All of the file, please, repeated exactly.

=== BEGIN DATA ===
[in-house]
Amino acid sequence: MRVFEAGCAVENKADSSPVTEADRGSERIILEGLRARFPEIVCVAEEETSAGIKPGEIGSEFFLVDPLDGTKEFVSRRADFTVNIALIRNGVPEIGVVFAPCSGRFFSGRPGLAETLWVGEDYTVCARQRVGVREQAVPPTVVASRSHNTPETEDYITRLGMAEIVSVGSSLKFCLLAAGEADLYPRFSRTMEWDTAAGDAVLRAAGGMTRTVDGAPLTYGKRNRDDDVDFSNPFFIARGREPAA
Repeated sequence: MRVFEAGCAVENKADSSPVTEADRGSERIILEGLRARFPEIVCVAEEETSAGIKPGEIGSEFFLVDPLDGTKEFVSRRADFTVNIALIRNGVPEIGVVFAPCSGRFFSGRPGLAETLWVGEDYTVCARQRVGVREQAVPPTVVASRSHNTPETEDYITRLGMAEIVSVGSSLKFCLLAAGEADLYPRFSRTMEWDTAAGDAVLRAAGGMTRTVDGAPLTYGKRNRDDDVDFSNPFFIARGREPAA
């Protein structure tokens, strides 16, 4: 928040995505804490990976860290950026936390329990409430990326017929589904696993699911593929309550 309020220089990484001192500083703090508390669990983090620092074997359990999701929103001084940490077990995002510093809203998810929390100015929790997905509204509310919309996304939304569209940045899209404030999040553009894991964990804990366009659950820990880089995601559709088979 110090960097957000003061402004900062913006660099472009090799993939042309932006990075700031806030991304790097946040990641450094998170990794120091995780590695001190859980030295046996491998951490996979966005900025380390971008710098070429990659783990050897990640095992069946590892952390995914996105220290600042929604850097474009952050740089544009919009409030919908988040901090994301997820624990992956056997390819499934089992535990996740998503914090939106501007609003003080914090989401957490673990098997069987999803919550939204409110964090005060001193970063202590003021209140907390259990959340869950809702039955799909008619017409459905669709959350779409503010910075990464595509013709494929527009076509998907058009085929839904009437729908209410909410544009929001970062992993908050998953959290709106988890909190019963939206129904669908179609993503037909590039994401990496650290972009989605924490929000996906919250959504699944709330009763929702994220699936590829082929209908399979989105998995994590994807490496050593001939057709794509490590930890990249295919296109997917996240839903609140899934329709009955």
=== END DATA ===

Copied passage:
[in-house]
Amino acid sequence: MRVFEAGCAVENKADSSPVTEADRGSERIILEGLRARFPEIVCVAEEETSAGIKPGEIGSEFFLVDPLDGTKEFVSRRADFTVNIALIRNGVPEIGVVFAPCSGRFFSGRPGLAETLWVGEDYTVCARQRVGVREQAVPPTVVASRSHNTPETEDYITRLGMAEIVSVGSSLKFCLLAAGEADLYPRFSRTMEWDTAAGDAVLRAAGGMTRTVDGAPLTYGKRNRDDDVDFSNPFFIARGREPAA
Repeated sequence: MRVFEAGCAVENKADSSPVTEADRGSERIILEGLRARFPEIVCVAEEETSAGIKPGEIGSEFFLVDPLDGTKEFVSRRADFTVNIALIRNGVPEIGVVFAPCSGRFFSGRPGLAETLWVGEDYTVCARQRVGVREQAVPPTVVASRSHNTPETEDYITRLGMAEIVSVGSSLKFCLLAAGEADLYPRFSRTMEWDTAAGDAVLRAAGGMTRTVDGAPLTYGKRNRDDDVDFSNPFFIARGREPAA
């Protein structure tokens, strides 16, 4: 928040995505804490990976860290950026936390329990409430990326017929589904696993699911593929309550 309020220089990484001192500083703090508390669990983090620092074997359990999701929103001084940490077990995002510093809203998810929390100015929790997905509204509310919309996304939304569209940045899209404030999040553009894991964990804990366009659950820990880089995601559709088979 110090960097957000003061402004900062913006660099472009090799993939042309932006990075700031806030991304790097946040990641450094998170990794120091995780590695001190859980030295046996491998951490996979966005900025380390971008710098070429990659783990050897990640095992069946590892952390995914996105220290600042929604850097474009952050740089544009919009409030919908988040901090994301997820624990992956056997390819499934089992535990996740998503914090939106501007609003003080914090989401957490673990098997069987999803919550939204409110964090005060001193970063202590003021209140907390259990959340869950809702039955799909008619017409459905669709959350779409503010910075990464595509013709494929527009076509998907058009085929839904009437729908209410909410544009929001970062992993908050998953959290709106988890909190019963939206129904669908179609993503037909590039994401990496650290972009989605924490929000996906919250959504699944709330009763929702994220699936590829082929209908399979989105998995994590994807490496050593001939057709794509490590930890990249295919296109997917996240839903609140899934329709009955």